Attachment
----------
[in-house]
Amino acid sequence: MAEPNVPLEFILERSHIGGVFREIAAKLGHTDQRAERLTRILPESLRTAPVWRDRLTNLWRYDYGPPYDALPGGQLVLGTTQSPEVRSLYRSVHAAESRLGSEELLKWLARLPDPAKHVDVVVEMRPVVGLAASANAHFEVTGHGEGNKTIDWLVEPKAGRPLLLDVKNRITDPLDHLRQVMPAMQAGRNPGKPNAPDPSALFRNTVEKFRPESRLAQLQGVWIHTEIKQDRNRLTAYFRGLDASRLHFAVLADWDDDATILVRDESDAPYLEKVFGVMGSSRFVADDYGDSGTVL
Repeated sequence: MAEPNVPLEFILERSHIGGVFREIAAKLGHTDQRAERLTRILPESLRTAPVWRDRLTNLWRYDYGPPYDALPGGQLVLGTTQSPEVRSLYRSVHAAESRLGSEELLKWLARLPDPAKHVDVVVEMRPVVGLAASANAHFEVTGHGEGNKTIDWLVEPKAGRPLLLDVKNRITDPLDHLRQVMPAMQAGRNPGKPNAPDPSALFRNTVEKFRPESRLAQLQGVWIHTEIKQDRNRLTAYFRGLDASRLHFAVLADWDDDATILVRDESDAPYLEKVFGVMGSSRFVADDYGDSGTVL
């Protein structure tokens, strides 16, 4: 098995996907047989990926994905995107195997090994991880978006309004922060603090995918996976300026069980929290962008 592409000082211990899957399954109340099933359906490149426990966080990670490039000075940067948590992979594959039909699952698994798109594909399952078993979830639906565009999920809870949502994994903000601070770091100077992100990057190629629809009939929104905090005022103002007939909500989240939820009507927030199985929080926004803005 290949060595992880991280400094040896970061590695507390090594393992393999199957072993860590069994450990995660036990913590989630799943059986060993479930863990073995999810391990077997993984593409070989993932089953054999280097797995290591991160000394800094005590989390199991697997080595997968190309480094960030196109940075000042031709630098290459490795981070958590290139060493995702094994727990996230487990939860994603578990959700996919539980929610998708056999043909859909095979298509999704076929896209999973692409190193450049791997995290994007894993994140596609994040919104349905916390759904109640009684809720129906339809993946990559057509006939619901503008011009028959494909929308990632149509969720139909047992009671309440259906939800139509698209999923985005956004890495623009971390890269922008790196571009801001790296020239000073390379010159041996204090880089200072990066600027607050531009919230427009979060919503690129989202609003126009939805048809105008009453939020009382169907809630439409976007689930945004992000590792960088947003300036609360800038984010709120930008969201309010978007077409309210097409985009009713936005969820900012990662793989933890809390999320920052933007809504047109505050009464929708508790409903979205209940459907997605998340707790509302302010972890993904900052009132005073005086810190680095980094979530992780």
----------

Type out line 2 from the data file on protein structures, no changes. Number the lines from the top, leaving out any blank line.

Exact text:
Amino acid sequence: MAEPNVPLEFILERSHIGGVFREIAAKLGHTDQRAERLTRILPESLRTAPVWRDRLTNLWRYDYGPPYDALPGGQLVLGTTQSPEVRSLYRSVHAAESRLGSEELLKWLARLPDPAKHVDVVVEMRPVVGLAASANAHFEVTGHGEGNKTIDWLVEPKAGRPLLLDVKNRITDPLDHLRQVMPAMQAGRNPGKPNAPDPSALFRNTVEKFRPESRLAQLQGVWIHTEIKQDRNRLTAYFRGLDASRLHFAVLADWDDDATILVRDESDAPYLEKVFGVMGSSRFVADDYGDSGTVL